Father Benson puts it this way:

“The love of silence must draw our hearts up to God. Heaven will then shine forth in our life, and we shall glorify God in all our utterances. This silence will be a glad and cheerful silence. There will be no gloom in it, so silence is the bond between the mind of [humanity] and God, and the soul that rises up to God learns to rest in God and in His loving care. Our life will be made joyous if we have real unbroken fellowship with Jesus.”[5]

If our silence truly is drawn out of us as a loving response to God who first loved us,[6] then our silence, far from being gloomy, to use Father Benson’s word, would be a sign that we are truly partakers in the divine life of God. Again, to quote Father Benson:

“In silence we welcome the presence of the Incarnate Word. So [silence] must be a real, positive silence. Oh, if we felt the presence of God! If we all felt it, what a joyous community of fellowship with God! To speak with God is to become partaker of the Eternal Word and Spirit!”[7]

This is the quality of silence which we seek to cherish. It is marked by joy, happiness and delight, and as Father Benson assures us, when we cherish the happiness of silence, then we will become partakers of the divine life of God, who will be sure to pour God’s divine gifts upon us[8] in abundance.


[1] Galatians 5: 22 - 23

[2] Benson SSJE, Richard Meux, Instructions on the Religious Life, First Series, 1927, page 60

[3] Ibid, page 60

[4] SSJE, Rule, Silence, Chapter XXVII, page 54

[5] Op. cit., page 61

[6] 1 John 4:19

[7] Benson SSJE, Instructions, First Series, page 61

[8] Ibid, page 61

Words to Ponder
Spiritual Practices
Reflection Questions
Further Resources

A PRAYER FOR SILENCE

In silence, my soul waits upon God. Lord, let me keep my soul expectant. I cherish this mystical silence.

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8 Comments

  1. John Pannell on October 28, 2017 at 14:03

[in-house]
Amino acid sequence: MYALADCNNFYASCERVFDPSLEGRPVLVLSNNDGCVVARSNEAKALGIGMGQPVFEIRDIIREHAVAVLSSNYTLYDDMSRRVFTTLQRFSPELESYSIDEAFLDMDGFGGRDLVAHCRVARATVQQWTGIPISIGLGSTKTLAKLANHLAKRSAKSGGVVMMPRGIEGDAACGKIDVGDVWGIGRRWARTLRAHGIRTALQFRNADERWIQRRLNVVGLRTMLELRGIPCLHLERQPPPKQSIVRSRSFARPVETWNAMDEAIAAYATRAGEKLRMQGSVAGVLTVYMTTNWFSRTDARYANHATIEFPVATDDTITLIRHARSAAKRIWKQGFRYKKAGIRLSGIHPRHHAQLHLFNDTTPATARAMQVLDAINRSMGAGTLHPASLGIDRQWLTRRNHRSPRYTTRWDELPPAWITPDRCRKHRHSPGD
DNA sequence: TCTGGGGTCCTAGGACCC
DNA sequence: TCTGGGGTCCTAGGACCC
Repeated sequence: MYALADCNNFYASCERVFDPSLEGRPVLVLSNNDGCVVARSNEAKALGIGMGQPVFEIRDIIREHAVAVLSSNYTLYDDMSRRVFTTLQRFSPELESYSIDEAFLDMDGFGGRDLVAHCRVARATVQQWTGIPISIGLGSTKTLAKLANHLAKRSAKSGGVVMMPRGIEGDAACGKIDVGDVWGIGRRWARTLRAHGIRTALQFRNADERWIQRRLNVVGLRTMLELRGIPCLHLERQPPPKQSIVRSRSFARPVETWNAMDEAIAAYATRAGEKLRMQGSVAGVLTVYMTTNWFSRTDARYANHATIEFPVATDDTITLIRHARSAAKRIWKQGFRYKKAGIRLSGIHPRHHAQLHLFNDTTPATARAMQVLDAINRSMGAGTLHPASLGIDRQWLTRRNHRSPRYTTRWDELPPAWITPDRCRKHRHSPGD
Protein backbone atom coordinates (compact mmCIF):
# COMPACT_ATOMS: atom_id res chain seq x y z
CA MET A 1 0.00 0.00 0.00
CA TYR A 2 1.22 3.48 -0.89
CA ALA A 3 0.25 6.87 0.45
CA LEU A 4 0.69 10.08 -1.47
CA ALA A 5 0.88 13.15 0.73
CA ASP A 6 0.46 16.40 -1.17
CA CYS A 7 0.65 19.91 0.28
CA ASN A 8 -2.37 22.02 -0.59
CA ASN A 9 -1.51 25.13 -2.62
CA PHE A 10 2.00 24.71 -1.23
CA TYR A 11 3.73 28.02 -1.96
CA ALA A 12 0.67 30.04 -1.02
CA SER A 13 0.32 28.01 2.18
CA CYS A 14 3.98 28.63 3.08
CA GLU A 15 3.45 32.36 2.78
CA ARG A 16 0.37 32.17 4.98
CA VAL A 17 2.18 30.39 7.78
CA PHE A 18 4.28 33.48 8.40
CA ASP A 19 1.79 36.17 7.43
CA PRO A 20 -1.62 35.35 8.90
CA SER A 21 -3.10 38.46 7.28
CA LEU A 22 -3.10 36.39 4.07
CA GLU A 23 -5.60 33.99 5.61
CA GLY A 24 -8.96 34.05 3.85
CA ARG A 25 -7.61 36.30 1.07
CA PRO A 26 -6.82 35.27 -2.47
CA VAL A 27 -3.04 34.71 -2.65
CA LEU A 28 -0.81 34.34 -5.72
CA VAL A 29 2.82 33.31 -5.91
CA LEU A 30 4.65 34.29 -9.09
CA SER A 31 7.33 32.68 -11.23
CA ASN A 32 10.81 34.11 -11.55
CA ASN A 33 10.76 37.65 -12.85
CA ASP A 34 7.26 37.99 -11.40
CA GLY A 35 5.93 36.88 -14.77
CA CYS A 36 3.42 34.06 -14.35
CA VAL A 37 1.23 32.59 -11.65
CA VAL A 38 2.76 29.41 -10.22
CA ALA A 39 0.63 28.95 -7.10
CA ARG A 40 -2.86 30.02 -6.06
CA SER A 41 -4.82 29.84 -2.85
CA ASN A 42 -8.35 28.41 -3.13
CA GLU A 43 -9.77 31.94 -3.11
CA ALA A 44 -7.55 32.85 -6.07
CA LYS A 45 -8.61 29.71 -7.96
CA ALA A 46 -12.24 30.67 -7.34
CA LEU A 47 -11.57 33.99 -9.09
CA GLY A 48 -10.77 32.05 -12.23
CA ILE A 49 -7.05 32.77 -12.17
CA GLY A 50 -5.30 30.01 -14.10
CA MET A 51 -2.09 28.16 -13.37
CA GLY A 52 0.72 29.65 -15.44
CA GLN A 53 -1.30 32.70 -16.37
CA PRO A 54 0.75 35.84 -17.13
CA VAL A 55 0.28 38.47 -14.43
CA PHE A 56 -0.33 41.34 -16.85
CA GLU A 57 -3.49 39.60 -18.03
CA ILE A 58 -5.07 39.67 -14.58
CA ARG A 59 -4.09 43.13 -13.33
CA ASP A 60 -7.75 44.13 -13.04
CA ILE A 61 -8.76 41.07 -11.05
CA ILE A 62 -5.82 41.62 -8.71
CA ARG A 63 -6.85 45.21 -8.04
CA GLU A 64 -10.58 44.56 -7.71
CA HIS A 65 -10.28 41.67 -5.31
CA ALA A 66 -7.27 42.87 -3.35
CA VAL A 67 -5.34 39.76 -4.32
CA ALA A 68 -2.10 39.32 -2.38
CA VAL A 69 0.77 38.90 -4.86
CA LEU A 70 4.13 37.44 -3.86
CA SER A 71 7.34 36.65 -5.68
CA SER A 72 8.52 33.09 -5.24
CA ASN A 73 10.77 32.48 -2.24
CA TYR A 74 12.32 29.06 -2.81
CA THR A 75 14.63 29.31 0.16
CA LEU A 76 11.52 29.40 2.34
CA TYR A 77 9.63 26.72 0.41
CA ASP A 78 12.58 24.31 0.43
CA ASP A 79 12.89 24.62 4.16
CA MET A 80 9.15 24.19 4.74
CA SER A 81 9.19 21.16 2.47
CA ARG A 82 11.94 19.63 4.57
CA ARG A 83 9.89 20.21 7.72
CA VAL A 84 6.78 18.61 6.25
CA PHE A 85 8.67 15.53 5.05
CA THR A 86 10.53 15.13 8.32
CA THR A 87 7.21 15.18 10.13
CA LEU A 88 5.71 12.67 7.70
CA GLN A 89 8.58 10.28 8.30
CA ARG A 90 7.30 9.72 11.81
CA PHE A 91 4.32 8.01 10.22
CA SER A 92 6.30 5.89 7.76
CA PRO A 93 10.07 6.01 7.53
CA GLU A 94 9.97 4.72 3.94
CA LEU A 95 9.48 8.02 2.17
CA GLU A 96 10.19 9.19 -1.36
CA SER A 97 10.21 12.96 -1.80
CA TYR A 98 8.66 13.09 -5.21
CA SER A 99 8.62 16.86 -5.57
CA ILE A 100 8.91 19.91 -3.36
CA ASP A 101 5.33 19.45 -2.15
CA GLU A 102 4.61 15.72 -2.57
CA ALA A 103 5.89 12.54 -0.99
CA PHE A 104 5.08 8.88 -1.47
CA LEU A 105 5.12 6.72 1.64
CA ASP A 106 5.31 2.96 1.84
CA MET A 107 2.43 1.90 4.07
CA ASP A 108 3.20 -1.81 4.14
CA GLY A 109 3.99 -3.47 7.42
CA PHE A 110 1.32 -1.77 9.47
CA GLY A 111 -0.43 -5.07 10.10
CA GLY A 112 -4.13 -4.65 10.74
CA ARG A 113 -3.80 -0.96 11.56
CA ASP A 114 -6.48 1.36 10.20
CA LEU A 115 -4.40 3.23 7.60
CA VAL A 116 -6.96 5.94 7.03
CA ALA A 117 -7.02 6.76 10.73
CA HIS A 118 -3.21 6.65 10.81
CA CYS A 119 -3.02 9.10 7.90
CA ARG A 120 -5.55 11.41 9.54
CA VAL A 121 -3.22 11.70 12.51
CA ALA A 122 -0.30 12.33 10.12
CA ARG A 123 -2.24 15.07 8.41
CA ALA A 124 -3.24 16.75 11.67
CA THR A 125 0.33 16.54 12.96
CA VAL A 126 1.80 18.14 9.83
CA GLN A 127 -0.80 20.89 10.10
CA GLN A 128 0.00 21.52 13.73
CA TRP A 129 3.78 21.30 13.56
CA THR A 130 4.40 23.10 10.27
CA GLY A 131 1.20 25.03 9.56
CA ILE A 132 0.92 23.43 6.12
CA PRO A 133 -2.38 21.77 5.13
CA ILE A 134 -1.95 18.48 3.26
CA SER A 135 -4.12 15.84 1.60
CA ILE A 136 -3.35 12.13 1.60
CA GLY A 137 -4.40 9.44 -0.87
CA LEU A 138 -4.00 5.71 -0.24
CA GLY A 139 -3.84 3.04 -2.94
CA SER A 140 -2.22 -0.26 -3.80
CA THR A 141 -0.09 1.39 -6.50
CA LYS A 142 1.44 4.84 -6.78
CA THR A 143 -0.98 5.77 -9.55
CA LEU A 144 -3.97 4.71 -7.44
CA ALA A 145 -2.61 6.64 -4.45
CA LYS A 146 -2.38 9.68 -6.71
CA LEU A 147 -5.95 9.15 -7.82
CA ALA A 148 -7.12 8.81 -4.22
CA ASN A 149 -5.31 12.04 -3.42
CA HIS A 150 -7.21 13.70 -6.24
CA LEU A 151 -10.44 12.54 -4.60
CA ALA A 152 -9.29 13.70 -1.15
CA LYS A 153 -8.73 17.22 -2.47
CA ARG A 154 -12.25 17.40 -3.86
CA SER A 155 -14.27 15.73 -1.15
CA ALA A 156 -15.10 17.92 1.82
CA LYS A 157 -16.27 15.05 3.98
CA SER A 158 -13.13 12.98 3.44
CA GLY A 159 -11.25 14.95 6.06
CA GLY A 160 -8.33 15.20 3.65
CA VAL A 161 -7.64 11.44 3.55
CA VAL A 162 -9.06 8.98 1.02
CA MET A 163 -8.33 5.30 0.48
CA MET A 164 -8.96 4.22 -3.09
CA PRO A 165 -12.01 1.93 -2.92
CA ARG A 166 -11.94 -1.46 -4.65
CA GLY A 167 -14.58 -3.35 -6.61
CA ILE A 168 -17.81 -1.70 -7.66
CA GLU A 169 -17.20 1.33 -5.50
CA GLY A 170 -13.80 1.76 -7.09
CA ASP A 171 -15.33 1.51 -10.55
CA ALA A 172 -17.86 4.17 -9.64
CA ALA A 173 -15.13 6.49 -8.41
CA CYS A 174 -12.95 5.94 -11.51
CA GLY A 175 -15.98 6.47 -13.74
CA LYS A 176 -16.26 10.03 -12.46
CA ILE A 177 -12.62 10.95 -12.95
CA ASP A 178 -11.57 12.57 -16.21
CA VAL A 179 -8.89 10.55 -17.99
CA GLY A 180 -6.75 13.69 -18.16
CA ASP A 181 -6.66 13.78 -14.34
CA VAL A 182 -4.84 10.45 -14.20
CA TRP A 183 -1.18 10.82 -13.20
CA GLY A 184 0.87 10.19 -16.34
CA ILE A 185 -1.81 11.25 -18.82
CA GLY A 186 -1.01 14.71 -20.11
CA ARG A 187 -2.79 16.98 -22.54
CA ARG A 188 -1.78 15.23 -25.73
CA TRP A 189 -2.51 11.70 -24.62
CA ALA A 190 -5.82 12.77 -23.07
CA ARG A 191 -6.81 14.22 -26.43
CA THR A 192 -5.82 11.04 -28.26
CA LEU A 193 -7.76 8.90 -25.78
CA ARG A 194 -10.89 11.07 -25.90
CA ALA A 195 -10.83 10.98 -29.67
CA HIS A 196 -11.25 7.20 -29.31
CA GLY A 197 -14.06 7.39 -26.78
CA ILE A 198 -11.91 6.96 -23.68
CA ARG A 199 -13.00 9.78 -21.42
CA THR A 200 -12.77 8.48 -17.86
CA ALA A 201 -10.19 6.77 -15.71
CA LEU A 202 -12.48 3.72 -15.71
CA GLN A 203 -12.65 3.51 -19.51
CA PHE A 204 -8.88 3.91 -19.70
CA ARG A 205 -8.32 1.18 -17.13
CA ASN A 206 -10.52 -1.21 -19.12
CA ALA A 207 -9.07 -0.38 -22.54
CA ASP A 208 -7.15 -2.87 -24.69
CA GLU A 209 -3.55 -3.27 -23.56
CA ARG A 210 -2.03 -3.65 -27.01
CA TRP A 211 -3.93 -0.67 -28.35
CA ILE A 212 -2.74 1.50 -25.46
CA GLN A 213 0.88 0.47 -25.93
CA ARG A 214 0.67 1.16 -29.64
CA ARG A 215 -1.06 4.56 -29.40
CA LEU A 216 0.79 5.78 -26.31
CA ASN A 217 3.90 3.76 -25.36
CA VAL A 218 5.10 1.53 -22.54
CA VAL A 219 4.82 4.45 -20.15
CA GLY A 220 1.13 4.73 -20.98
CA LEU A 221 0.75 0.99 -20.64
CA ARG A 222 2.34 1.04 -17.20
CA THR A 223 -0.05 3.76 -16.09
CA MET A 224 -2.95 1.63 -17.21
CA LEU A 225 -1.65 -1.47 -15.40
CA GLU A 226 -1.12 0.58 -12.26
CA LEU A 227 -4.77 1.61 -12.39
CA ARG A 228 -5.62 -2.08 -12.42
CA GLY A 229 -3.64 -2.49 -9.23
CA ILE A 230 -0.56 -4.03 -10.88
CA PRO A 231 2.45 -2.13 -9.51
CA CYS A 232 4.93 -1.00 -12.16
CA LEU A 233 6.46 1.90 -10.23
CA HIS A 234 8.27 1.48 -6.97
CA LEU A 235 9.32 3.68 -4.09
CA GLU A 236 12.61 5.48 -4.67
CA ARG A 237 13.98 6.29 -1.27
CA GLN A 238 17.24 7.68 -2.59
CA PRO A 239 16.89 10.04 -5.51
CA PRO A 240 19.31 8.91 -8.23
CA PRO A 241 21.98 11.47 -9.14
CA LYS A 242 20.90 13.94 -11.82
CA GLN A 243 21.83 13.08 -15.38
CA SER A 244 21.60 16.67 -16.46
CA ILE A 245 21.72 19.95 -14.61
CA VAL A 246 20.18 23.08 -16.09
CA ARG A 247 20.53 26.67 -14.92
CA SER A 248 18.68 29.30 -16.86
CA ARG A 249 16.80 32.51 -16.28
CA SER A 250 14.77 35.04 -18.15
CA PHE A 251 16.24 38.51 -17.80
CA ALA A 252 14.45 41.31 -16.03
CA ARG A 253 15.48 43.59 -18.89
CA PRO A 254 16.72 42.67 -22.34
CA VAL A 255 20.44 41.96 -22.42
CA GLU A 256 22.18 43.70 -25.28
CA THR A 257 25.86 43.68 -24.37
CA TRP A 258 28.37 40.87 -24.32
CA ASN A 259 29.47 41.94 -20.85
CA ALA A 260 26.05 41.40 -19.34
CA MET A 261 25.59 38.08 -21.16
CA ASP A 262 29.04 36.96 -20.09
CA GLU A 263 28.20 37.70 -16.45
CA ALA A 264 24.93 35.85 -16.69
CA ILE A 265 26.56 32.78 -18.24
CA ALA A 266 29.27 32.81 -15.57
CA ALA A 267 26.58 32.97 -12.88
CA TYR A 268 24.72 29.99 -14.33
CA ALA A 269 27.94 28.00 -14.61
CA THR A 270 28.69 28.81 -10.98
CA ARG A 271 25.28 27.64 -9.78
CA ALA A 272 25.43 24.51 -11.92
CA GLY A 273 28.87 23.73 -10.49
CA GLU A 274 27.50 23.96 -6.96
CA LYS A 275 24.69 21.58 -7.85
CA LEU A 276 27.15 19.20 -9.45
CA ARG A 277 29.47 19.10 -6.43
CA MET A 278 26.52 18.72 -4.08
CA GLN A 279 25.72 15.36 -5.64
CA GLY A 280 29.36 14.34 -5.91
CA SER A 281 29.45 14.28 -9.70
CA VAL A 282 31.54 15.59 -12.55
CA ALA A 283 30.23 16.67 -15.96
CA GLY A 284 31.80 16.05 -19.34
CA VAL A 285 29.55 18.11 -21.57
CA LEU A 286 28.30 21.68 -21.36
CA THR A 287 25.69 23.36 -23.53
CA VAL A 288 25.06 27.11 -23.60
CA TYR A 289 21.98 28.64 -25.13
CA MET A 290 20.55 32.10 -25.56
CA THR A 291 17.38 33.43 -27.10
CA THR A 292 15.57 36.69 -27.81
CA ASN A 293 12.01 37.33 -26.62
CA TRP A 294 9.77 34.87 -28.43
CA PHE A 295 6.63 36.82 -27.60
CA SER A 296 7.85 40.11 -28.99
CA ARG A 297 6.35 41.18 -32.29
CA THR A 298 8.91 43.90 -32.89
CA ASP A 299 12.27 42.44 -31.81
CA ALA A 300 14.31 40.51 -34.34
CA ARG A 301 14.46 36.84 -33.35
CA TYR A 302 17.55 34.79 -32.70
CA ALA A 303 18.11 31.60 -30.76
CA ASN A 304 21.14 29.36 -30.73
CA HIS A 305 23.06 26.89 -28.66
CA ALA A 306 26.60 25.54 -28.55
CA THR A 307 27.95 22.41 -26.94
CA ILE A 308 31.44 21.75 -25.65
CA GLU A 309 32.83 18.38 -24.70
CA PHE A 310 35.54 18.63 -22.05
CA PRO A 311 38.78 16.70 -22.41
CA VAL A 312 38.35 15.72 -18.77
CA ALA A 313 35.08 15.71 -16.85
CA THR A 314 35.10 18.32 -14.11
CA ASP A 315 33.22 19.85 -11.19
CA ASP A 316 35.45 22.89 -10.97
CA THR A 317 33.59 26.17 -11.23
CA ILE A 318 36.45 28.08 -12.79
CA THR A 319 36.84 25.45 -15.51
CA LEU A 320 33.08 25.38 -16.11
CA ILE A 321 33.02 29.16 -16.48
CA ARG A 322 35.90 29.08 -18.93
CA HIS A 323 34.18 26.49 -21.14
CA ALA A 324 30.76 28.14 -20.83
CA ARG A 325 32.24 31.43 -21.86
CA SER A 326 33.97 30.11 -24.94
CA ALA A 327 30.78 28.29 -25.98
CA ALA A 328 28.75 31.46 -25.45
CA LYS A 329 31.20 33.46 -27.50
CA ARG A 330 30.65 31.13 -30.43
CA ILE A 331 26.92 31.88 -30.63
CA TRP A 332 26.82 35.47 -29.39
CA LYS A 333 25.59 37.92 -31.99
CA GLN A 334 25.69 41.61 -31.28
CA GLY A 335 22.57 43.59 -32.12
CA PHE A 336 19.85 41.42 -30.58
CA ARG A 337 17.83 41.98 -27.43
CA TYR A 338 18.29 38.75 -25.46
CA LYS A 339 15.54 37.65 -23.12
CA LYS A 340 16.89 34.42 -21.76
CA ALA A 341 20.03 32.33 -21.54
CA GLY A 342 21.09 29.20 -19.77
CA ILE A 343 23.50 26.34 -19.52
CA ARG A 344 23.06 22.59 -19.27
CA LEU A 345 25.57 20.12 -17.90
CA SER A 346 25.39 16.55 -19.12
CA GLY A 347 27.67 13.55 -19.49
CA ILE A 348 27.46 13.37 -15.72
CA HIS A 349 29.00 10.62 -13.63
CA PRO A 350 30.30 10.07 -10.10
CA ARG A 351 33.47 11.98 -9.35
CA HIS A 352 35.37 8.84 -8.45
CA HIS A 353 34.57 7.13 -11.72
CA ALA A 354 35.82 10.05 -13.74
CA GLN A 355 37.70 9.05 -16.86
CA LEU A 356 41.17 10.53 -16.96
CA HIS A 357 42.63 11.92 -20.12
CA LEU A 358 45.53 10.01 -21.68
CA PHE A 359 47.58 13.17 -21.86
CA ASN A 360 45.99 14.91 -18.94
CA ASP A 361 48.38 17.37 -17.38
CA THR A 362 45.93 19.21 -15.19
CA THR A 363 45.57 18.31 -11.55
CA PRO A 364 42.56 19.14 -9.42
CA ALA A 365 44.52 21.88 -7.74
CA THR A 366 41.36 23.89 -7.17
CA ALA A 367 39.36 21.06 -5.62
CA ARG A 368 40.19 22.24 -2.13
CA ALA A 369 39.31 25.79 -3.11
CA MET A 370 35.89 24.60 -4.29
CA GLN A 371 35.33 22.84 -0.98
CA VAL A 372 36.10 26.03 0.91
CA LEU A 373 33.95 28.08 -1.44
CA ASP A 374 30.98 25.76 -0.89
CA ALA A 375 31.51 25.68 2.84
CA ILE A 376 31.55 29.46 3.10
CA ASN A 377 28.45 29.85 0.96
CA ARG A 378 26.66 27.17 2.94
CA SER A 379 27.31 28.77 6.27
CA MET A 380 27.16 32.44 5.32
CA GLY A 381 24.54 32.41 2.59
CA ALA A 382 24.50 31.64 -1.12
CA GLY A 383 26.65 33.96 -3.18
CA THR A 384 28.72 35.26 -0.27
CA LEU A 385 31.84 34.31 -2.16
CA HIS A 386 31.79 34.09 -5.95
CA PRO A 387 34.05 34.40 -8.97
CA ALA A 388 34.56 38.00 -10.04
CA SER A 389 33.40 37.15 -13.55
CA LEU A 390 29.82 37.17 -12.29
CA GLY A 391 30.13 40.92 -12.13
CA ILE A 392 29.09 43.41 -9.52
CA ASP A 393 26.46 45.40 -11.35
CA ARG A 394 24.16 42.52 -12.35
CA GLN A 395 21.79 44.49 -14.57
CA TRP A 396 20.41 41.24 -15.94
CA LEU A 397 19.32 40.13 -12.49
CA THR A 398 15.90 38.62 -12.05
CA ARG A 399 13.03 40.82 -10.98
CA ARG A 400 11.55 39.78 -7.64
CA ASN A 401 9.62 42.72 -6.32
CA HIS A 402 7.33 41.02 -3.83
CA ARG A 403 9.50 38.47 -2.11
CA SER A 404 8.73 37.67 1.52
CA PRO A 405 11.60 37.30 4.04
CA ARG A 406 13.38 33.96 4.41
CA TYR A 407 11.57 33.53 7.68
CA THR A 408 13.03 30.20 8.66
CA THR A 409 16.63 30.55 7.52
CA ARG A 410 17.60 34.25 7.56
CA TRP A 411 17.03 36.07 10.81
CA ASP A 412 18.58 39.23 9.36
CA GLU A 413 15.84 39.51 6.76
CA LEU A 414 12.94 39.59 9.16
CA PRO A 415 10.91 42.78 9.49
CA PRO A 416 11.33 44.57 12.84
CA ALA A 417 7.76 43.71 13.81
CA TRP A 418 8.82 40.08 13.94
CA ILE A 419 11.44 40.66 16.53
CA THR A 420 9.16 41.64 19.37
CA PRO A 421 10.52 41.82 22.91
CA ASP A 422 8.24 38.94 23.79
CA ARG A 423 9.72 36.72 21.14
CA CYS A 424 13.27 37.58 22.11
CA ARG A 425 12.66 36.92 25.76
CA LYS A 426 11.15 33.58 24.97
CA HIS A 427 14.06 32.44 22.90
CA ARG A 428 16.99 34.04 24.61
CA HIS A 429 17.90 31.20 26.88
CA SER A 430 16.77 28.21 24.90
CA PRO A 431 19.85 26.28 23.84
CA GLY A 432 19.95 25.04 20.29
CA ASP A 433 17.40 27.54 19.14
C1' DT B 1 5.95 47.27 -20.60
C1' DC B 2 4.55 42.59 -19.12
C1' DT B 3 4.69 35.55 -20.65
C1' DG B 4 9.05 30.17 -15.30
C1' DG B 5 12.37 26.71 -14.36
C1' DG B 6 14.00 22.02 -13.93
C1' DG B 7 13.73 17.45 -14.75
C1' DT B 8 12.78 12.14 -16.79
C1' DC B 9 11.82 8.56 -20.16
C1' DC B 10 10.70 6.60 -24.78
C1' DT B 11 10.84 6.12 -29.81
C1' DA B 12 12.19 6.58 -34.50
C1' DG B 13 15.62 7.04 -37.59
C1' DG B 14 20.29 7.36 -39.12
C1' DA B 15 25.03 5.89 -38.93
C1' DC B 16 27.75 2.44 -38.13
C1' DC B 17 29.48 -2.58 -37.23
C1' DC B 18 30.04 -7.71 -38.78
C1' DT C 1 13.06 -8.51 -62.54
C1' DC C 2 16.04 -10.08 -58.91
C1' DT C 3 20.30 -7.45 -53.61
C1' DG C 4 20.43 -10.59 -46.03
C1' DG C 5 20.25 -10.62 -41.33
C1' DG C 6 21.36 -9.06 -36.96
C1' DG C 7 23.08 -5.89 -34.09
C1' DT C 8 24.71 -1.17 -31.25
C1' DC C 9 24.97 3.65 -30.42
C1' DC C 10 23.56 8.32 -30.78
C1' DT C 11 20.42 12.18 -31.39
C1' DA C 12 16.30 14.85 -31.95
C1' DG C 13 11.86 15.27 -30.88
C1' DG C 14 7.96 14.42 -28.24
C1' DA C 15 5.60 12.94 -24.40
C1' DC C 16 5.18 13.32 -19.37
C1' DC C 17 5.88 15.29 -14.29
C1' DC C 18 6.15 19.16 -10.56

Thank you for these words which have really helped me to clarify what true silence is and is not.

  2. Dann on October 26, 2017 at 17:02

    Thank you – you’ve helped me to recognize the difference between silence and “holding my tongue,” usually for feelings quite off from the Holy Spirit.

  3. Sandy Gordon on October 26, 2017 at 14:06

    Many Thanks James For an explanation I have looked for for ages Sandy

  4. Ann Hutchinson on October 26, 2017 at 12:53

    Thank you for this reminder of what silence can give.

  5. Sue on October 26, 2017 at 12:41

    Thank you. This writing beautifully encapsulates the joy of love, God and active, silent spiritual space.
    Thank you so much. I experience it but I could not have written about it so eloquently . Thank you.

  6. The Rev. Lyn G. Brakeman on October 26, 2017 at 12:34

    Thank you for this clarifying meditation on silence—so much more than simply being quiet. Can’t resist sharing this humorous comment made by a brother in another monastic order, ie. not SSJE, who recently quipped: “There’s no better place in the world than a monastery in which to develop a grudge.”
    Grudges I presume develop best in forced silence not the silence drawn out of us.

  7. James Doran on October 26, 2017 at 10:34

    Thank you Brother James; silence truly is a gift: from God to us all, and from the monastic communities to the lay faithful. Thanks for the gift of your reflection on it

  8. Melissa Sutherland on October 26, 2017 at 10:21

    Thank you for this. Does it ever get any easier?